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What is PTSD?

What is PTSD?

June is PTSD awareness month and it’s important to acknowledge that PTSD often overlaps with mental health disorders such as anxiety and depression, which are part of APF’s fundamental causes.

PTSD stands for Post-Traumatic Stress Disorder and is common among those who have experienced major trauma in their life. 1 in 3 people develop PTSD after a traumatic event.

Therefore, it is very common for those suffering from event-induced anxiety or depression to also suffer from PTSD.

What are some things that people who have PTSD have experienced?
PTSD is common among veterans and those have experienced war or violence. In the United States, PTSD affects 30% of Vietnam vets, 105 Gulf War vets, 11% of Afghanistan vets and 20% or Iraqi war vets.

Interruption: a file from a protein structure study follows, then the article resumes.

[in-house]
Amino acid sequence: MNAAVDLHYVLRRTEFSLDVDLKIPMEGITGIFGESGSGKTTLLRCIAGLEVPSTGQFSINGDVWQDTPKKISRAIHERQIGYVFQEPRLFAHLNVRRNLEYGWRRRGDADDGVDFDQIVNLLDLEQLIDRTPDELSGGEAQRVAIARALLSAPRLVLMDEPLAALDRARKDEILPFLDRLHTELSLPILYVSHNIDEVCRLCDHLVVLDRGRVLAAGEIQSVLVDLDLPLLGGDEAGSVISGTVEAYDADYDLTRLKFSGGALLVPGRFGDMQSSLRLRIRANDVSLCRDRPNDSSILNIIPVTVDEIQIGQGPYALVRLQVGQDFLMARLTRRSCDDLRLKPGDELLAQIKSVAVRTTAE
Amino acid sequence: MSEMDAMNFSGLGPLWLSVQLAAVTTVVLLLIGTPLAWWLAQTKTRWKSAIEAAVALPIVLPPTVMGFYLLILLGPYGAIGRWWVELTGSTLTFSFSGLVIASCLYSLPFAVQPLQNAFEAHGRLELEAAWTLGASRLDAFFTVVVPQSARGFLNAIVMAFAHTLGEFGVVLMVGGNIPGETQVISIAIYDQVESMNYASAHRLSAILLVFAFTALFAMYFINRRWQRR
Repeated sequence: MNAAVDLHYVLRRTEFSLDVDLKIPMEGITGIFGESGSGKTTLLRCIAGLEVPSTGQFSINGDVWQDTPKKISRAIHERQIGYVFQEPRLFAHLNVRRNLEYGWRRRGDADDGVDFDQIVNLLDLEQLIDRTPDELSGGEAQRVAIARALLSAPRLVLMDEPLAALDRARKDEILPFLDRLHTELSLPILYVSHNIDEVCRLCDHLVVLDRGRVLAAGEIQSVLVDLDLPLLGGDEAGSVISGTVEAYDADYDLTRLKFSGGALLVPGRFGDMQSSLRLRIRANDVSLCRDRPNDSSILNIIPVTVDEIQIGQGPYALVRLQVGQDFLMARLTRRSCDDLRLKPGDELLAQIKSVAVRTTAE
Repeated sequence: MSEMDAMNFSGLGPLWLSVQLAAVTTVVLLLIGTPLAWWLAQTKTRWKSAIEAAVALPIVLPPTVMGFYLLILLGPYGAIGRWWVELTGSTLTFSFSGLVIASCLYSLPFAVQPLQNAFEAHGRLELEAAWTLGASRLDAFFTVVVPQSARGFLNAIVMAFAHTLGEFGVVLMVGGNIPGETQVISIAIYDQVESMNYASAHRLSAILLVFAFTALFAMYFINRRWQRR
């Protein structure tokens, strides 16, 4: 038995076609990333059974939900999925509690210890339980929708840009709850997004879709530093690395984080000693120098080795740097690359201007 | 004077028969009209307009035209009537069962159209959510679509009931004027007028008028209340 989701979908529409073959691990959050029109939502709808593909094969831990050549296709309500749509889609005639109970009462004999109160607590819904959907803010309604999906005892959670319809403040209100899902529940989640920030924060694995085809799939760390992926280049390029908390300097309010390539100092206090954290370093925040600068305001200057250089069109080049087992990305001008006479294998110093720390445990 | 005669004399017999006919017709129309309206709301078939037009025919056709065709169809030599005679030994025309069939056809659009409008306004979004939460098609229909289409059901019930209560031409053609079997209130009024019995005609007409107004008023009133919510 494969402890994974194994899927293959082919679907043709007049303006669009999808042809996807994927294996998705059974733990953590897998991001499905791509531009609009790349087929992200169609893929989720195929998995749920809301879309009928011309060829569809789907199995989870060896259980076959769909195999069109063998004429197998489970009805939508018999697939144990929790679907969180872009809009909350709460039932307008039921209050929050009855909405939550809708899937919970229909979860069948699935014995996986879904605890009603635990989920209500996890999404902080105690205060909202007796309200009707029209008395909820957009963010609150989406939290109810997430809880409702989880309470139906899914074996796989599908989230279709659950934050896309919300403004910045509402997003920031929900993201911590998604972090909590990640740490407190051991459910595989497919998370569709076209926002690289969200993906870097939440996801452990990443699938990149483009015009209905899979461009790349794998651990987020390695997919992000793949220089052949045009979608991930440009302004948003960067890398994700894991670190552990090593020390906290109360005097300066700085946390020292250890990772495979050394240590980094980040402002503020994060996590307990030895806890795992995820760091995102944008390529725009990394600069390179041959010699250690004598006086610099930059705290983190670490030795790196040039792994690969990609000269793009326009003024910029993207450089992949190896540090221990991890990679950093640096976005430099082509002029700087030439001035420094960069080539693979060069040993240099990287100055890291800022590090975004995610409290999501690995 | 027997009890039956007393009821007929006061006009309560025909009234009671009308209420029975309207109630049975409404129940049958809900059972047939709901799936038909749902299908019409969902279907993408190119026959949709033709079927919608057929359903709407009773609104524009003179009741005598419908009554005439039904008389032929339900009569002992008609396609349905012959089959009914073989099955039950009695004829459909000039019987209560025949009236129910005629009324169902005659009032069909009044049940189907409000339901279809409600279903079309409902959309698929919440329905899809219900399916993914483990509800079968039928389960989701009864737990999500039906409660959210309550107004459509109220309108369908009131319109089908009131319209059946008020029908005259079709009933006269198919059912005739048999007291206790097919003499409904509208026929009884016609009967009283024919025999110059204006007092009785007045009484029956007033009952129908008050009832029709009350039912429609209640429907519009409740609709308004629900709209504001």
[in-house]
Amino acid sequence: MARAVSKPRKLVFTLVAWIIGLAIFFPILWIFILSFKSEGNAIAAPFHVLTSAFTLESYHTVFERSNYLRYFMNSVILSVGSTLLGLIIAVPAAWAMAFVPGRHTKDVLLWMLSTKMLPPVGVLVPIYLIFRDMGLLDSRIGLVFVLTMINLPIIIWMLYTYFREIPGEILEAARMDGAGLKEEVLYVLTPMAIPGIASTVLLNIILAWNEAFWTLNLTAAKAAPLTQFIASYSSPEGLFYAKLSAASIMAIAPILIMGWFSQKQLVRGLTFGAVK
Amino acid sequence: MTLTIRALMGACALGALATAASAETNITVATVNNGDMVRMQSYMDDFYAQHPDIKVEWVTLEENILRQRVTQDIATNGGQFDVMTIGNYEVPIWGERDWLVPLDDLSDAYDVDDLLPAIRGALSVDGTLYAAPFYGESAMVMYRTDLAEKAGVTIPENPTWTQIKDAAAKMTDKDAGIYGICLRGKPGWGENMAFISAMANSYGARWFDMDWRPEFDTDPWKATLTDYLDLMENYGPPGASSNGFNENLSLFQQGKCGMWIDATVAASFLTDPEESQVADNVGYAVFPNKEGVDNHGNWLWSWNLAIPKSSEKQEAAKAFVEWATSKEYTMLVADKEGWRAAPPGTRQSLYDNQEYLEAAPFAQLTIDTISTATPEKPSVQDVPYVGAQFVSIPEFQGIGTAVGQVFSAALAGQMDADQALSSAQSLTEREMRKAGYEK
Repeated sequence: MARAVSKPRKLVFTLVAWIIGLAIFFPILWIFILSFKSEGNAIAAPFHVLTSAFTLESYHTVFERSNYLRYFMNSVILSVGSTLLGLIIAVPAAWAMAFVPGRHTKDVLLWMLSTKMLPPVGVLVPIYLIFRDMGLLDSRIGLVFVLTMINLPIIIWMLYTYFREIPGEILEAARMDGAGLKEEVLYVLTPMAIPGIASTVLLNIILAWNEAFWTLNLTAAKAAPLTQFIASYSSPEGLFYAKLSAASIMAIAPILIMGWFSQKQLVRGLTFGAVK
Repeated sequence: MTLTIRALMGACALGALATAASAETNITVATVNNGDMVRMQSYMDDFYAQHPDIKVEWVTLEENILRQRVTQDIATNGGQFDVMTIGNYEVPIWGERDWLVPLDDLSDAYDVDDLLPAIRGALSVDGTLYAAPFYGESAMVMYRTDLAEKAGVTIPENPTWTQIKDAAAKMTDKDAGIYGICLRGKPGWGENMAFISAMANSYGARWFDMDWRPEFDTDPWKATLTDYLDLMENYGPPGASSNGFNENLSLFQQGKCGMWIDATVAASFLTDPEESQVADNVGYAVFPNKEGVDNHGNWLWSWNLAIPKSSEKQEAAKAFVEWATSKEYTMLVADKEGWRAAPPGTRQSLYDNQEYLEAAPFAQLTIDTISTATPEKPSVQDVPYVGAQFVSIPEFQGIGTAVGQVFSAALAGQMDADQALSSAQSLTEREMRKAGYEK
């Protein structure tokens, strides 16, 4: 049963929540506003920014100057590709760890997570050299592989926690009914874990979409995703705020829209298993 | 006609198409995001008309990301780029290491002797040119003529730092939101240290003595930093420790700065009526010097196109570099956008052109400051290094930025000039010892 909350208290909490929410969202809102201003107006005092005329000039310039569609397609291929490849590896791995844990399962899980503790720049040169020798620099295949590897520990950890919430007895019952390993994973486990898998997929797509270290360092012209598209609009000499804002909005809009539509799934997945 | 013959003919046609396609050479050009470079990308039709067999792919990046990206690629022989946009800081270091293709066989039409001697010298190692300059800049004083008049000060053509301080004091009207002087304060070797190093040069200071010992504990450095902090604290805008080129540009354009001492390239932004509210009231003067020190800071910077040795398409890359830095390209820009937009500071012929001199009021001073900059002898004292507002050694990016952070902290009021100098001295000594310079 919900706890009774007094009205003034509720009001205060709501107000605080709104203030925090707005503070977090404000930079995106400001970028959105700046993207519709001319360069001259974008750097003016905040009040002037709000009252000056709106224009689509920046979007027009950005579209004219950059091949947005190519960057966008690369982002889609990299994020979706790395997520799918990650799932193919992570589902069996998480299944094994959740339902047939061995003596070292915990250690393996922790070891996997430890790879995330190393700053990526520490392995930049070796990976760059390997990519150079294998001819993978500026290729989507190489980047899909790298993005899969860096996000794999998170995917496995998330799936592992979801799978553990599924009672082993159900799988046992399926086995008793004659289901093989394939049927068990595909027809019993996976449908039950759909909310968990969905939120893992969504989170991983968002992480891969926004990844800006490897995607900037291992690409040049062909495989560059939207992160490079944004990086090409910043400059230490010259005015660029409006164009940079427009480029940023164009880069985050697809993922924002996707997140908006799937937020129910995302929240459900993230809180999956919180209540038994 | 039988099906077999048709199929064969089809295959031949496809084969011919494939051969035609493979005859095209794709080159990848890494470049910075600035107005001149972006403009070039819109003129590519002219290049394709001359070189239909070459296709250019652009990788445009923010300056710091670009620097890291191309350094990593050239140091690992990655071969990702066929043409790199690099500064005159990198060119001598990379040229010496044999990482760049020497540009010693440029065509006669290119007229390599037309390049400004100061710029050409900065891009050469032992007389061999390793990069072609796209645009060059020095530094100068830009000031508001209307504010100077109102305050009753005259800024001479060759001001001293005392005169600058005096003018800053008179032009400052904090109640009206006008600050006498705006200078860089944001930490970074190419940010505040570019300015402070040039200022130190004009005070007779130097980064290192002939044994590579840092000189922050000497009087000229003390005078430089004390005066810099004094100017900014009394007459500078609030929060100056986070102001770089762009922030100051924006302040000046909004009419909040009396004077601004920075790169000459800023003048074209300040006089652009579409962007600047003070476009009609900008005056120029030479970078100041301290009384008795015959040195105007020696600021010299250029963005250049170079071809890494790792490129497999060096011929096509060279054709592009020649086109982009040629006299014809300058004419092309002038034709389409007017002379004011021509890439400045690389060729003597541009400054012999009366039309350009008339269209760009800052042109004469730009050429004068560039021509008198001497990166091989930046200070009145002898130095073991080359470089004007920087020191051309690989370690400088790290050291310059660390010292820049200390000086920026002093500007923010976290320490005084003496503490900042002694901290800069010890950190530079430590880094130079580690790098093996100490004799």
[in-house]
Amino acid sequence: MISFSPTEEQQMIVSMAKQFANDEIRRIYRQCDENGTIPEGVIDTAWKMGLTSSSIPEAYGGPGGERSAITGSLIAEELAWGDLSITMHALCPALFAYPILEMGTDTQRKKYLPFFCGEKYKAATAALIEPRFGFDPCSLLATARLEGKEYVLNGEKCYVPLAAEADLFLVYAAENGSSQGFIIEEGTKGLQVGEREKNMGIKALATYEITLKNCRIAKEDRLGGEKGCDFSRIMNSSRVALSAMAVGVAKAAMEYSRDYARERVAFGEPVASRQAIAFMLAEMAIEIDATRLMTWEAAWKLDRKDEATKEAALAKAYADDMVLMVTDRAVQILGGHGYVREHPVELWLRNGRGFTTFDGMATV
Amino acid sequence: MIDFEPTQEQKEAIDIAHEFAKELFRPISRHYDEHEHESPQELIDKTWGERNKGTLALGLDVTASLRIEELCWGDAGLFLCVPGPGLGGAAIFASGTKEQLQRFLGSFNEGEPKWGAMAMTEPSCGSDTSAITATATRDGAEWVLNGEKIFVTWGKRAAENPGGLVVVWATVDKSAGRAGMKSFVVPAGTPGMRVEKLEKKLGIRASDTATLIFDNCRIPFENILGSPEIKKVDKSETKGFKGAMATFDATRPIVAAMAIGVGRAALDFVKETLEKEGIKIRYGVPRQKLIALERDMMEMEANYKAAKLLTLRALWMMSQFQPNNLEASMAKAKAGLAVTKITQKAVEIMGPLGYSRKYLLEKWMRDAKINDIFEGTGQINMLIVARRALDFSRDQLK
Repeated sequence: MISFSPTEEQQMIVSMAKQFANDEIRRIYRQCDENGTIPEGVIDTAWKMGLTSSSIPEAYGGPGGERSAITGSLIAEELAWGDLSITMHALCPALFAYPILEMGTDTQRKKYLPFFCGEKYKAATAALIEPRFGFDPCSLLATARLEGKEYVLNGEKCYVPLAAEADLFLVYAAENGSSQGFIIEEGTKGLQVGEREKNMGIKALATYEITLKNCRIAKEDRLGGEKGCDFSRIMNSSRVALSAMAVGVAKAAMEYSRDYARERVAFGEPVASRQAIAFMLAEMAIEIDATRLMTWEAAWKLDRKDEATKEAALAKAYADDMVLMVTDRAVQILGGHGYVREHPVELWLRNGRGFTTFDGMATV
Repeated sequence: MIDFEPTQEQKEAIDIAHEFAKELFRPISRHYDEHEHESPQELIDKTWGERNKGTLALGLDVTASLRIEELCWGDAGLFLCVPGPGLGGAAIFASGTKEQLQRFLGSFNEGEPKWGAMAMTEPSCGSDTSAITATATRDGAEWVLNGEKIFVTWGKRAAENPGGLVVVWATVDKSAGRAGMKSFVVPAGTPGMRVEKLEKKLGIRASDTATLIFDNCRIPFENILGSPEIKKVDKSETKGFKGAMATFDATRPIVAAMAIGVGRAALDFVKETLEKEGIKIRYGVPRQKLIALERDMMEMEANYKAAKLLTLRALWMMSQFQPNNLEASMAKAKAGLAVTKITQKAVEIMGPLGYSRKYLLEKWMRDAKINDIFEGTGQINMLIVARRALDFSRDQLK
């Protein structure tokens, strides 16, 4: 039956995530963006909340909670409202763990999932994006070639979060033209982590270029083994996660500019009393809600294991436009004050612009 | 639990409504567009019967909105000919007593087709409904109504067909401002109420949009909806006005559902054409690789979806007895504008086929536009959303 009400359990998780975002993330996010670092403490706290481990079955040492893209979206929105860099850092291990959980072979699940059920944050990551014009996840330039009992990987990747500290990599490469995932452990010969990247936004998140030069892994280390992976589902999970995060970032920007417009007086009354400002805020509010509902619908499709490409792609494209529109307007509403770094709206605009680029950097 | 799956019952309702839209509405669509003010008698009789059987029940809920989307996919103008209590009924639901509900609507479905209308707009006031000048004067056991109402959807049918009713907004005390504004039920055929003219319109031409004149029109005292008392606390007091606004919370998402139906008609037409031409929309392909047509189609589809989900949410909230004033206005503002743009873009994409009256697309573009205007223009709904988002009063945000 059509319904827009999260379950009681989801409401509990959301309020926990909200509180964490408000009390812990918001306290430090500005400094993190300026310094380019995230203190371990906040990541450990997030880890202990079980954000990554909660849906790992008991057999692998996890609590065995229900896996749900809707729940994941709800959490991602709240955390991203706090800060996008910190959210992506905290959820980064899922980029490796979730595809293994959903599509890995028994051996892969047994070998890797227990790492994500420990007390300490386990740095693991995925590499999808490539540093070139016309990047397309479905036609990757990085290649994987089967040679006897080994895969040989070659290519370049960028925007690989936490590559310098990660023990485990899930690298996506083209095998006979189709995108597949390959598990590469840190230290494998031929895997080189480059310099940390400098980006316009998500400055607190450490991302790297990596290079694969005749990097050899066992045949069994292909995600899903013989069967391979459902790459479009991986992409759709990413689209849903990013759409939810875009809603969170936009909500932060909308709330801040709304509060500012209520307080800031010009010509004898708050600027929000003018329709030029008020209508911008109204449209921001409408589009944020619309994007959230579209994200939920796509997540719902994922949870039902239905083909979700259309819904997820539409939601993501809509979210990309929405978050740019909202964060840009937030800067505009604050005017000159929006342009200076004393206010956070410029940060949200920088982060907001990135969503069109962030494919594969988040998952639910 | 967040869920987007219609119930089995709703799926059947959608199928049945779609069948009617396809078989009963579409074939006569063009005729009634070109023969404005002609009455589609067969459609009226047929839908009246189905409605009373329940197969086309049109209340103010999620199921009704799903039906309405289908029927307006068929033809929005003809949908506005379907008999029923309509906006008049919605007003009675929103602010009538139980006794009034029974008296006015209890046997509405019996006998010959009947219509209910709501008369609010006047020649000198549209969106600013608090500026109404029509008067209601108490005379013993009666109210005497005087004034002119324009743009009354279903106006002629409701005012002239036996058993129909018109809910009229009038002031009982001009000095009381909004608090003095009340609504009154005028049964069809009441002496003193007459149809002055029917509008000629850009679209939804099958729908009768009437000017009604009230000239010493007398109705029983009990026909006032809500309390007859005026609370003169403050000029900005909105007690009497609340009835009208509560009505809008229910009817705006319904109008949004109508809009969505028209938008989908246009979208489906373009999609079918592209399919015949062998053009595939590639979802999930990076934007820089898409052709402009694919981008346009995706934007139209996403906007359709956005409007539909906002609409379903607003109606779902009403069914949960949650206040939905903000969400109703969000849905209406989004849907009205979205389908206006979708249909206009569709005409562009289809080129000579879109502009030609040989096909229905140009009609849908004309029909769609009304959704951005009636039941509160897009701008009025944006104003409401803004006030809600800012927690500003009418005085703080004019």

PTSD is also common in those who have experienced both sexual assault/rape and physical assault, but it can also be present in those who have been through significant natural disasters, any sort of accident such as bad automobile accidents or falls and child sexual or physical abuse and child neglect.

Symptoms & physical signs PTSD:

  • Insomnia
  • Bad memory
  • Guilt
  • Anger
  • Numbness
  • Hopelessness
  • Lack of focus
  • Nightmares
  • Self-destructive behaviors
  • Irritability
  • Flashbacks
  • Substance abuse habits
  • Headaches
  • Agitation
  • Dizziness
  • Chest pains

How is PTSD treated?
There is no specific medication for PTSD, but psychotropic medications have been shown to reduce symptoms in combination with counseling and psychotherapy.